A phase Ib multiple ascending dose study evaluating safety, pharmacokinetics, and early clinical response of brodalumab, a human anti-IL-17R antibody, in methotrexate-resistant rheumatoid arthritis
1 Amgen Inc, 1201 Amgen Court West, Seattle, WA 98119, USA
2 Arthritis Center of Nebraska, 3901 Pine Lake Road, Lincoln, NE 68516, USA
3 Primary Systemic Vasculitis Clinic, National Institute of Respiratory Diseases, México City, Mexico
4 Clinical Research Center of Morelia, Morelia, Mexico
5 Division of Rheumatology, Cedars-Sinai Medical Center, Los Angeles, CA, USA
6 Division of Rheumatology, College of Medicine, Michigan State University, 775 Ball Avenue NE, Grand Rapids, MI 49503, USA
7 Scleroderma Program, Division of Rheumatology, School of Medicine, University of Michigan, 7C27 NIB, 300 N Ingalls Street, Ann Arbor, MI 48109, USA
8 Sarasota Arthritis Center, 3500 S Tamiami Trail, Sarasota, FL 34239, USA
9 Amgen Inc, One Amgen Center Drive, Thousand Oaks, CA 91320, USA
10 Present address: Gilead Sciences, 333 Lakeside Drive, Foster City, CA 94404, USA
Citation and License
Arthritis Research & Therapy 2013, 15:R164 doi:10.1186/ar4347Published: 25 October 2013
The aim of this study was to evaluate the safety, pharmacokinetics, and clinical response of brodalumab (AMG 827), a human, anti-IL-17 receptor A (IL-17RA) monoclonal antibody in subjects with moderate-to-severe rheumatoid arthritis (RA).
This phase Ib, randomized, placebo-controlled, double-blind multiple ascending dose study enrolled subjects with moderate to severe RA (≥6/66 swollen and ≥8/68 tender joints). Subjects were randomized 3:1 to receive brodalumab (50 mg, 140 mg, or 210 mg subcutaneously every two weeks for 6 doses per group; or 420 mg or 700 mg intravenously every 4 weeks for two doses per group) or placebo. Endpoints included incidence of adverse events (AEs) and pharmacokinetics. Exploratory endpoints included pharmacodynamics, and improvements in RA clinical metrics.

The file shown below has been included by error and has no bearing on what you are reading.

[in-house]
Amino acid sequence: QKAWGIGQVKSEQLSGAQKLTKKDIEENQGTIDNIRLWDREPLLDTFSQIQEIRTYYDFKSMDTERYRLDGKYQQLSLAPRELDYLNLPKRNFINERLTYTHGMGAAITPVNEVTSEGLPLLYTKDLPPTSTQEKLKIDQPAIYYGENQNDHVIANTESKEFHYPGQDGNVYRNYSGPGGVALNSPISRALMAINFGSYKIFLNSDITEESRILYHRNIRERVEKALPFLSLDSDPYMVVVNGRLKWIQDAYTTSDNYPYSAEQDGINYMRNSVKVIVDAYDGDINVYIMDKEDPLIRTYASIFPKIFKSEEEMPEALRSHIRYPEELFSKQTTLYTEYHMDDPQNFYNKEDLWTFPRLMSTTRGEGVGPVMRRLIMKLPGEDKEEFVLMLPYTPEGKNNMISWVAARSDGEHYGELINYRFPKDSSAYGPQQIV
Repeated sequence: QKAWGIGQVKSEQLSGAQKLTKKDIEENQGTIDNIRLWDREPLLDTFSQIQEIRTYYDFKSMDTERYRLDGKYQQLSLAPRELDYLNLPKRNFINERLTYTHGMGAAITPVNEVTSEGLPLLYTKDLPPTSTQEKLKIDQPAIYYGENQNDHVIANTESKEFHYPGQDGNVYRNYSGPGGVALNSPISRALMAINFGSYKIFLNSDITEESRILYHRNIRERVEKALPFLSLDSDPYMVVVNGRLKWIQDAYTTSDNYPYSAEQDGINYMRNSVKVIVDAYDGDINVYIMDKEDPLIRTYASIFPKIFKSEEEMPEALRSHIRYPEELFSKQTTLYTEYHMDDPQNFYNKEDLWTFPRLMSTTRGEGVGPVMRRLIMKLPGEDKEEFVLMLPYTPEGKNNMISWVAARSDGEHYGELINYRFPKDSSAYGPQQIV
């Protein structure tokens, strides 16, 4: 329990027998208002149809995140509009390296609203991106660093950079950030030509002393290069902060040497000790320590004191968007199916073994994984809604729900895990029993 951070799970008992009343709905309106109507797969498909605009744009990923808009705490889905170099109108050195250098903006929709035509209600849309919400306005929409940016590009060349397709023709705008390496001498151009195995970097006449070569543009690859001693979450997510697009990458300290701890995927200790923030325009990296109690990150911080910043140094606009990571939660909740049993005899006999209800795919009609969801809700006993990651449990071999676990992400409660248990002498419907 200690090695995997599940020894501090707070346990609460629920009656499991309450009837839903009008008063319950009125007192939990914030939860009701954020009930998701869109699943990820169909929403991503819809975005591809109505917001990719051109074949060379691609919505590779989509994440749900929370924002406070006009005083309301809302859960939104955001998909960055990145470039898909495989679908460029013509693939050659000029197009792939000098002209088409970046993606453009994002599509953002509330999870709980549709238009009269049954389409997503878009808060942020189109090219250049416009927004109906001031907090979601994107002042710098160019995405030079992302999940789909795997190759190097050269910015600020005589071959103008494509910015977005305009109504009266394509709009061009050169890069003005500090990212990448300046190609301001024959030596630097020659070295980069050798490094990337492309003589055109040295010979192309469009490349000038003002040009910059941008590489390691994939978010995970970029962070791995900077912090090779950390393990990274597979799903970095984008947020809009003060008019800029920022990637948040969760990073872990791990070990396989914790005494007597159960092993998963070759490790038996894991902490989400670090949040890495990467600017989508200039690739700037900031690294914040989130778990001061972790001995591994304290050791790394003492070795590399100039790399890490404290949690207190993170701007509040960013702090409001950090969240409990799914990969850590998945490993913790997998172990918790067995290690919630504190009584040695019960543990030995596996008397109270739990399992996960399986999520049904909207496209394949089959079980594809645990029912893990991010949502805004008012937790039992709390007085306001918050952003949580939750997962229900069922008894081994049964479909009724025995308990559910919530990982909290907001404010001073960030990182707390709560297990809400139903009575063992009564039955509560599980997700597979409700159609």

Forty subjects were randomized to investigational product; one subject discontinued due to worsening of RA (placebo). The study was not designed to assess efficacy. AEs were reported by 70% (7/10) of placebo subjects and 77% (22/30) of brodalumab subjects. Three serious AEs were reported in two subjects; there were no opportunistic infections. Brodalumab treatment resulted in inhibition of IL-17 receptor signaling and receptor occupancy on circulating leukocytes. No treatment effects were observed with individual measures of RA disease activity. On day 85 (week 13) 37% (11/30) of brodalumab subjects and 22% (2/9) of placebo subjects achieved ACR20; 7% (2/30) brodalumab subjects and 11% (1/9) of placebo subjects achieved ACR50; and 0% (0/30) brodalumab subjects and 0% (0/9) of placebo subjects achieved ACR70.
Multiple dose administration of brodalumab was tolerated in subjects with active RA. There was no evidence of a clinical response to brodalumab in subjects with RA.